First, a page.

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  IN THIS Article
 ::  Abstract
 ::  Introduction
 ::  Case report
 ::  Discussion
 ::  References

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CASE REPORT
Year : 1996  |  Volume : 42  |  Issue : 3  |  Page : 88-90

Hemostasis in acquired hemophilia--role of intracavitary instillation of EACA.


Department of Dr J C Patel Hematology, KEM Hospital, Parel, Mumbai.

Correspondence Address:
S S Sahu
Department of Dr J C Patel Hematology, KEM Hospital, Parel, Mumbai.

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Source of Support: None, Conflict of Interest: None


PMID: 0009715327

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 :: Abstract 

An 82 year old man developed antibodies against coagulation factor VIII:C without any apparent cause. Bleeding from the soft tissue cavity could not be controlled by factor VIII:C concentrates, immunosuppression with steroids and intravenous immunoglobulin therapy in the standard dosages. However, a single injection of Epsilon Aminocaproic Acid (EACA) instilled into the cavity under aseptic precautions achieved lasting hemostasis with resultant wound healing.


Keywords: 6-Aminocaproic Acid, therapeutic use,Aged, Aged, 80 and over, Antifibrinolytic Agents, therapeutic use,Autoantibodies, immunology,Case Report, Factor VIII, immunology,Hemophilia A, complications,immunology,Hemorrhage, drug therapy,etiology,Human, Instillation, Drug, Male,


How to cite this article:
Sahu S S, Raipancholia R R, Pardiwalla F K, Pathare A V. Hemostasis in acquired hemophilia--role of intracavitary instillation of EACA. J Postgrad Med 1996;42:88-90

How to cite this URL:
Sahu S S, Raipancholia R R, Pardiwalla F K, Pathare A V. Hemostasis in acquired hemophilia--role of intracavitary instillation of EACA. J Postgrad Med [serial online] 1996 [cited 2019 Aug 21];42:88-90. Available from: http://www.jpgmonline.com/text.asp?1996/42/3/88/428





  ::   Introduction Top


Spontaneous development of autoantibodies against factor VIII: C in a nonhemophiliac is a rare but significant clinical occurrence that frequently is associated with life threatening complications[1],[2].

Therapeutic options for this condition continue to expand' and the choice of an optimal regimen for each patient is based on many considerations. These include the level of the inhibitor, underlying disease state clinical responses to previous treatment, degree of antibody interaction with the patients factor VIII: C, and most important the cost and availability of an effective therapeutic modality.

This article describes the role of EACA instillation as a hemostatic agent in controlling bleeding manifestations due to factor VIII: C antibodies in a patient of acquired hemophilia.


  ::   Case report Top


AP, a 82 year old man was admitted under orthopaedic care with a history of moderate fever, chills and rigors. He had a painful, tender swelling in the left gluteal region, which was clinically diagnosed as cellulitis evolving into an abscess. He received appropriate antibiotics; but as the swelling did not subside, it was incised. This revealed an intramuscular hematoma, drainage of which resulted in a large soft tissue cavity extending from the gluteal region upto the lower third of the posterior thigh. Post-evacuation, as the patient bled persistently, hematological assistance was sought. It thus came to light that the patient had auto-antibodies against factor VIII: C which were the cause of his bleeding diathesis. On inquiry, his past and family history was non-contributory. Incidentally, a year ago he had undergone a major dental procedure to remove all his teeth without any form of supportive treatment or excessive bleeding. The rest of his systemic examination was unremarkable.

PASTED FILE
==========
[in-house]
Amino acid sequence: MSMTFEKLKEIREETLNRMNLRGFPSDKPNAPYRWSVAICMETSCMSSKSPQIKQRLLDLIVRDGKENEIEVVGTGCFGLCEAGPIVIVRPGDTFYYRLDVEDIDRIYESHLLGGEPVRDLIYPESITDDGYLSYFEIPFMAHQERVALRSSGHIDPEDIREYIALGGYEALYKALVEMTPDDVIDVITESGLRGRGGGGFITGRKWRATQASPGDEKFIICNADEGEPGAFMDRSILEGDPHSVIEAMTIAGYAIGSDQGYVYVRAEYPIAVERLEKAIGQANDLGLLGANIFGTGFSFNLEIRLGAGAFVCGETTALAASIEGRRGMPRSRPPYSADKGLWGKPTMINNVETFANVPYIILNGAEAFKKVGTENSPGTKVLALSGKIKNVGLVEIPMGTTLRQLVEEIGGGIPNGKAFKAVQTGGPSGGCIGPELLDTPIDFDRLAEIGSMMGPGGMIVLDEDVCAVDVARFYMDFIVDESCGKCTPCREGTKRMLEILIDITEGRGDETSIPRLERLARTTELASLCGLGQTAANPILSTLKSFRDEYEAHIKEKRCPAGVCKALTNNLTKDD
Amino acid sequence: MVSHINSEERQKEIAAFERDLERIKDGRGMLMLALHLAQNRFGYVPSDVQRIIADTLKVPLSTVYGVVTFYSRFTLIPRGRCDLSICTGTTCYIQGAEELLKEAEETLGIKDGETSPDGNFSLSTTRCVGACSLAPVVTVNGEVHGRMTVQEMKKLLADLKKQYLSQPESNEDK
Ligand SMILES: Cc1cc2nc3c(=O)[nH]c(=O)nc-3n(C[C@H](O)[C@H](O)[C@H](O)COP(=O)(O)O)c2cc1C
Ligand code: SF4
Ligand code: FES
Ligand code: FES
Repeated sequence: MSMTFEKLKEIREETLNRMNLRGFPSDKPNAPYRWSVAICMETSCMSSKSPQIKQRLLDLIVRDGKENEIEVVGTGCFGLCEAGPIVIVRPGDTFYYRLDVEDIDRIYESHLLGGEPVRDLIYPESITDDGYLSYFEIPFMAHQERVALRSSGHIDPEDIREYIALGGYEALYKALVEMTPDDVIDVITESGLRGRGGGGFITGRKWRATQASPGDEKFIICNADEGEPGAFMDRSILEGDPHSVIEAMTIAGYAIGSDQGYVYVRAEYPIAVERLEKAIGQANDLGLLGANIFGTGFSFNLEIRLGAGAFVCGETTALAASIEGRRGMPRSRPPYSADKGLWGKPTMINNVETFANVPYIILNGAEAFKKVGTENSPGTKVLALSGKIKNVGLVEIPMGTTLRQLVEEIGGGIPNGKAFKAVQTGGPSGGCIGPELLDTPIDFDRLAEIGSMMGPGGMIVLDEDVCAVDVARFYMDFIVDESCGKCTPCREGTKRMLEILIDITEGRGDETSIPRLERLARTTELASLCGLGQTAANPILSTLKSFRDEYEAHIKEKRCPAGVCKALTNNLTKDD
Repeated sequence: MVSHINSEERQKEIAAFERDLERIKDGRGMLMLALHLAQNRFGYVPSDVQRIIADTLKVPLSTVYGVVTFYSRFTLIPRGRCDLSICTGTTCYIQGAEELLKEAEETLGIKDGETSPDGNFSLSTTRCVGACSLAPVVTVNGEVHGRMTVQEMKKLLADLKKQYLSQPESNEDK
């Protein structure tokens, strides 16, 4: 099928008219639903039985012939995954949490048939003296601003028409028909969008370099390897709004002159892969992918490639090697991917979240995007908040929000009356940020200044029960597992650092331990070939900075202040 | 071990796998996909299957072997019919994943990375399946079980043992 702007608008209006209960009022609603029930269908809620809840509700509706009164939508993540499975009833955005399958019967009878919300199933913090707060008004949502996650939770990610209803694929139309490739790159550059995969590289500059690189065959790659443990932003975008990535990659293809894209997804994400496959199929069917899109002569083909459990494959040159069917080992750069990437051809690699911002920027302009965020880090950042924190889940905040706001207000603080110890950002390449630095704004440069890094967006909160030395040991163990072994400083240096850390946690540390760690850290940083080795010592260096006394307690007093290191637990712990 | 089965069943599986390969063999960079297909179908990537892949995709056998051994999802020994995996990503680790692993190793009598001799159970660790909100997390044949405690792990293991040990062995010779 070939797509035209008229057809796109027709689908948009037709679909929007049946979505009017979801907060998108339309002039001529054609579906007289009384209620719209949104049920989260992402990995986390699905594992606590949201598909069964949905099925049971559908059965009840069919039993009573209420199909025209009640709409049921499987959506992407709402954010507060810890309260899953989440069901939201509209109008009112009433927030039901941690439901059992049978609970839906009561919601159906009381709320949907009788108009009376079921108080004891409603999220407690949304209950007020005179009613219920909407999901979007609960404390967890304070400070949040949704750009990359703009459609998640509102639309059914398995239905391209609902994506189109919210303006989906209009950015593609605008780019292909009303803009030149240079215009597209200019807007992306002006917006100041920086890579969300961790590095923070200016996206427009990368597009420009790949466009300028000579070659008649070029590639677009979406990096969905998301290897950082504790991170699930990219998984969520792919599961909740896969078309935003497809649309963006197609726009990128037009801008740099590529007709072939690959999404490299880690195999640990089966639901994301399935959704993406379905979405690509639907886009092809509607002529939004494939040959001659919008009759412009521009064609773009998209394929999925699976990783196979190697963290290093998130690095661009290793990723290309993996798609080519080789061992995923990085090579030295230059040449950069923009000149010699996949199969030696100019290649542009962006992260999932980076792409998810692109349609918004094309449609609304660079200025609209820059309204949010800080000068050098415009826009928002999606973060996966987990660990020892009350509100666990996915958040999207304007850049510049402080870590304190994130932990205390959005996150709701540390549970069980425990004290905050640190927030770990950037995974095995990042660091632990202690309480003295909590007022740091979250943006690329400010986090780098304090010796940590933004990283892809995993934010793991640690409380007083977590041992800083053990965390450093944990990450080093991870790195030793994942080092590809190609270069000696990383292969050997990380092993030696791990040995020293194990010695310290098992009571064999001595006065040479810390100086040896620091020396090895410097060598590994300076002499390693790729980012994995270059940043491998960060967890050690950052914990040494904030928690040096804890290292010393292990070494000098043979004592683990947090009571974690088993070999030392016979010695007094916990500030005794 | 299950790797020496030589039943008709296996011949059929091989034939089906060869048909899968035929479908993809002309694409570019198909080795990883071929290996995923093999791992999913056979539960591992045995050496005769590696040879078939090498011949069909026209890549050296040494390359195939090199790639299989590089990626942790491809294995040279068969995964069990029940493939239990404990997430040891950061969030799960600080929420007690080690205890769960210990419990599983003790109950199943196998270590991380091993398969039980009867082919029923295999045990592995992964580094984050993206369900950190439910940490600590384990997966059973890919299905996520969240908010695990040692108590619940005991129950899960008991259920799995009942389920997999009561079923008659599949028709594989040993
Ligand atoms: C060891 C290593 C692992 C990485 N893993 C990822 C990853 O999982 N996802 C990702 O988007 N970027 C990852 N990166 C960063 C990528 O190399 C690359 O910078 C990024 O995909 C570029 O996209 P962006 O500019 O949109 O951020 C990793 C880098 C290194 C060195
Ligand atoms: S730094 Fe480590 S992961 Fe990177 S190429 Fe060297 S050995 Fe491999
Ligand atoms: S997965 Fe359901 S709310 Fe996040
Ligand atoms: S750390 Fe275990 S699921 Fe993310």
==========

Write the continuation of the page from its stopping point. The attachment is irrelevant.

His investigation revealed Hb 9.5g/dl, WBC Count 12 X 109/L, platelet count 400 X 109/L, Bleeding time 4'. (Ivy), Prothrombin time (c/p) 15/15, activated partial thromboplastin time (c/p) 41"/115" which did not correct with an equal quantity of normal pooled plasma. Factor VIII: C was < 1.0% of control and F VIII inhibitor titer was 1.8 BU. Liver function tests, renal chemistry, serum electrolytes, acid and alkaline phosphatase, Blood sugar and triglycerides were normal. Collagen vascular work-up, RA; LE cell preparation, HbsAg and HIV were negative. Serum immunoglobulins revealed a polyclonal elevation of all traction with a normal electrophoretic pattern. There was no evidence of an underlying malignancy.

The patient was given F VIII: C concentrates; 7,500 units (90% correction) as a bolus, in the hope of overriding the low titer inhibitor but he behaved like a high responder with a resultant rise of his inhibitor titer to 512 BU with persistent bleeding manifestations. Factor VIII: C concentrates were hence discontinued and immunosuppressive therapy with prednisolone (1 mg/kg) was initiated. However, he soon developed wound sepsis, which was controlled by appropriate antibiotics, although steroids had to be discontinued. His bleeding manifestations however persisted. It was therefore decided to administer intravenous immunoglobulins in the dose of 400 mg/ kg for five successive days (along with factor VIII: C at 90% correction; 7,500 units) but he still continued to bleed requiring packed red cell transfusions. A single instillation of 20 cc 25% EACA into the wound however achieved lasting hemostasis and was followed by complete healing.


  ::   Discussion Top


Autoantibodies directed against factor VIII: C are often associated with serious and fatal bleeding[1],[2]. Prediction of inhibitor potency, degree of clinical severity and the optimal choice of therapy are issues yet to be resolved satisfactorily. Chemotherapy with steroids or cyclophosphamide in combination with factor VIII: C concentrate is one management strategy that has produced frequently encouraging results in suppressing the inhibitor actively with good clinical outcome[4]. However, cytotoxic therapy to suppress inhibitor formation is most effective in dealing with low titer inhibitors[5]. Nonetheless, this strategy did not help our patient who behaved quite differently.